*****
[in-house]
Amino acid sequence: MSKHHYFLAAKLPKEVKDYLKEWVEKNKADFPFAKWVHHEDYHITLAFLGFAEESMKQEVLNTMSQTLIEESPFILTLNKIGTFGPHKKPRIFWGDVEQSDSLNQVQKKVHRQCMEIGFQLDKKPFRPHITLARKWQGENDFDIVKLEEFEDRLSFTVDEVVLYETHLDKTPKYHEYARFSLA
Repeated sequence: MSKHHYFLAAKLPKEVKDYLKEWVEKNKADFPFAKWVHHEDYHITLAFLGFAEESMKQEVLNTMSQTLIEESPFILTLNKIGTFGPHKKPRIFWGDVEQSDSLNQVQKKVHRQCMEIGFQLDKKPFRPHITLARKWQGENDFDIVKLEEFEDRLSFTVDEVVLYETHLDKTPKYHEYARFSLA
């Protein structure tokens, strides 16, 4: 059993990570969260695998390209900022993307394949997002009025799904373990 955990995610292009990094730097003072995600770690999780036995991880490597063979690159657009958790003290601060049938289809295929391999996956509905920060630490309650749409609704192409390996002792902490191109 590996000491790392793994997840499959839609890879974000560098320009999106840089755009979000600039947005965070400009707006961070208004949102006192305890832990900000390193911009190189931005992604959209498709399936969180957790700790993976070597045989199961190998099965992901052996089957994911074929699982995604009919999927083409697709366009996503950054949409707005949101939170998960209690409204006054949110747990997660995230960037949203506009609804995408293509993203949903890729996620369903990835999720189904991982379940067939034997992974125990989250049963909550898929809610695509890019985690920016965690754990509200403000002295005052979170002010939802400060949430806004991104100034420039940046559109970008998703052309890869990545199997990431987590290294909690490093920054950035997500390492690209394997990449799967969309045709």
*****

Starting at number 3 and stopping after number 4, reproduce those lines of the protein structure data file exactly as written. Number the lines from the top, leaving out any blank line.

Repeated sequence: MSKHHYFLAAKLPKEVKDYLKEWVEKNKADFPFAKWVHHEDYHITLAFLGFAEESMKQEVLNTMSQTLIEESPFILTLNKIGTFGPHKKPRIFWGDVEQSDSLNQVQKKVHRQCMEIGFQLDKKPFRPHITLARKWQGENDFDIVKLEEFEDRLSFTVDEVVLYETHLDKTPKYHEYARFSLA
């Protein structure tokens, strides 16, 4: 059993990570969260695998390209900022993307394949997002009025799904373990 955990995610292009990094730097003072995600770690999780036995991880490597063979690159657009958790003290601060049938289809295929391999996956509905920060630490309650749409609704192409390996002792902490191109 590996000491790392793994997840499959839609890879974000560098320009999106840089755009979000600039947005965070400009707006961070208004949102006192305890832990900000390193911009190189931005992604959209498709399936969180957790700790993976070597045989199961190998099965992901052996089957994911074929699982995604009919999927083409697709366009996503950054949409707005949101939170998960209690409204006054949110747990997660995230960037949203506009609804995408293509993203949903890729996620369903990835999720189904991982379940067939034997992974125990989250049963909550898929809610695509890019985690920016965690754990509200403000002295005052979170002010939802400060949430806004991104100034420039940046559109970008998703052309890869990545199997990431987590290294909690490093920054950035997500390492690209394997990449799967969309045709």